Neil Davies, Head of Trading at PlutusFX, takes a look at the Swiss Franc (CHF)

The Swiss Franc is not best known for its volatility. The fate of the safe haven currency is essentially linked to its neighbour the Euro. A brief look at the EUR/CHF chart shows the narrow trading range. In fact, over the last three years the pair have only traded over a 5% range between EUR/CHF 1.2 and 1.26, currently sitting at 1.206.

Switzerland is inextricably linked to its neighbours for trade, with over 50% of all exports going to the European trading bloc along with three quarters of all imports coming from their neighbours. In terms of product, the Swiss are dependent on Gold, which is by far and away both its biggest import, at 21% and its biggest export at 20% of all exports, far outweighing all other products.


Unsurprisingly then, there is much interest in an upcoming referendum, brought forward by the right wing Swiss people’s party, which if passed will mandate the Swiss National Bank to hold 20% of its assets in Gold. The current position is 7.7%. Based on a current asset holding of $547 billion, this would create a demand for $67 billion USD of gold. Other analysts have put the figure in gold tonnage terms as being half the world’s gold mined per annum.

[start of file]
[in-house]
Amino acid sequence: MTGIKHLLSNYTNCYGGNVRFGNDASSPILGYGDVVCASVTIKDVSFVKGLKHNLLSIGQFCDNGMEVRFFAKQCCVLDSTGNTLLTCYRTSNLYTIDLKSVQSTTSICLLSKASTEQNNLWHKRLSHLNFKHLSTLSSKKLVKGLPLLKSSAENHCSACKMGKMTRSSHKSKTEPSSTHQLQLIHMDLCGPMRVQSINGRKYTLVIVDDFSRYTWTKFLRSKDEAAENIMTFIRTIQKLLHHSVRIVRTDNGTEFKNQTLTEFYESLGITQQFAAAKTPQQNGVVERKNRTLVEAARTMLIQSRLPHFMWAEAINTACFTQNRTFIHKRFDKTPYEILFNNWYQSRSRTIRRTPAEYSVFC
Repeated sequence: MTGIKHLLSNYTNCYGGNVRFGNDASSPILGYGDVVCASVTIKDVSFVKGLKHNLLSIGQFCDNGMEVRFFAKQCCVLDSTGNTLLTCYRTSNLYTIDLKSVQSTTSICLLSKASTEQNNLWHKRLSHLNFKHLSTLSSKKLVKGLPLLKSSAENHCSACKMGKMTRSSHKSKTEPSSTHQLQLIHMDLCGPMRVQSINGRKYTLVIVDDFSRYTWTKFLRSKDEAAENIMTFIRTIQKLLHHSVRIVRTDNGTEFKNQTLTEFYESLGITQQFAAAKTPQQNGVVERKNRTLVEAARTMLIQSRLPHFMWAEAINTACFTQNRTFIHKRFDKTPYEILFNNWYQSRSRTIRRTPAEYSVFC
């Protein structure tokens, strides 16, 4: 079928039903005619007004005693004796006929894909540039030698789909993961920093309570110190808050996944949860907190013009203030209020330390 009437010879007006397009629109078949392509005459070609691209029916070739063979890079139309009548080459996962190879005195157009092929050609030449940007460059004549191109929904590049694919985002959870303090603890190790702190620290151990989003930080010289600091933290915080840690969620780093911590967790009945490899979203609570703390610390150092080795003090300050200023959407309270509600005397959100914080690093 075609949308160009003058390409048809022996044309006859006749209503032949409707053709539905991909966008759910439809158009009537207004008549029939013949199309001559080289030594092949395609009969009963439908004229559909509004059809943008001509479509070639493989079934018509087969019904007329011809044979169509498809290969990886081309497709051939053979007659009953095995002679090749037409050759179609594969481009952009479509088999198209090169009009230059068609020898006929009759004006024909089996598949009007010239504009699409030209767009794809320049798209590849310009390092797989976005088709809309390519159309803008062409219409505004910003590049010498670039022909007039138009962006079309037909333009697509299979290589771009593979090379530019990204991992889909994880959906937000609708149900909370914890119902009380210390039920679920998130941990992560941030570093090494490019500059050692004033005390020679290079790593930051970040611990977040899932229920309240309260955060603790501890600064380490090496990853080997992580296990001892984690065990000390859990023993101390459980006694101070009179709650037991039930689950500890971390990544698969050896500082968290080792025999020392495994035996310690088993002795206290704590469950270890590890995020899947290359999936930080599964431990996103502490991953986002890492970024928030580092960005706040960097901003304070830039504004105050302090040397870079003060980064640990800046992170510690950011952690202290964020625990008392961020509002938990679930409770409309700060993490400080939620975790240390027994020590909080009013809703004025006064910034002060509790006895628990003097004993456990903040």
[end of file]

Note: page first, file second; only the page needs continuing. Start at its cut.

Polls currently show that a yes vote is unlikely, and indeed, even if passed could restrict the SNB’s ability to conduct monetary policy and make it unable to fulfil its legal mandate.

To date, both the price of gold and indeed the strength of CHF have ignored the possibility of a yes vote. However, should the vote be passed, I would be surprised if there was anything other than perhaps a short term knee jerk reaction which will most likely somewhat retrace. The SNB, with expertise and also a five year timescale to execute, will no doubt not be employing ‘Gordon Brown’ style tactics, the Chancellor making himself infamous when he announced to the world, well in advance, that he would be selling off 400 tonnes of gold, allowing the market to send the price of gold to a 20-year low.


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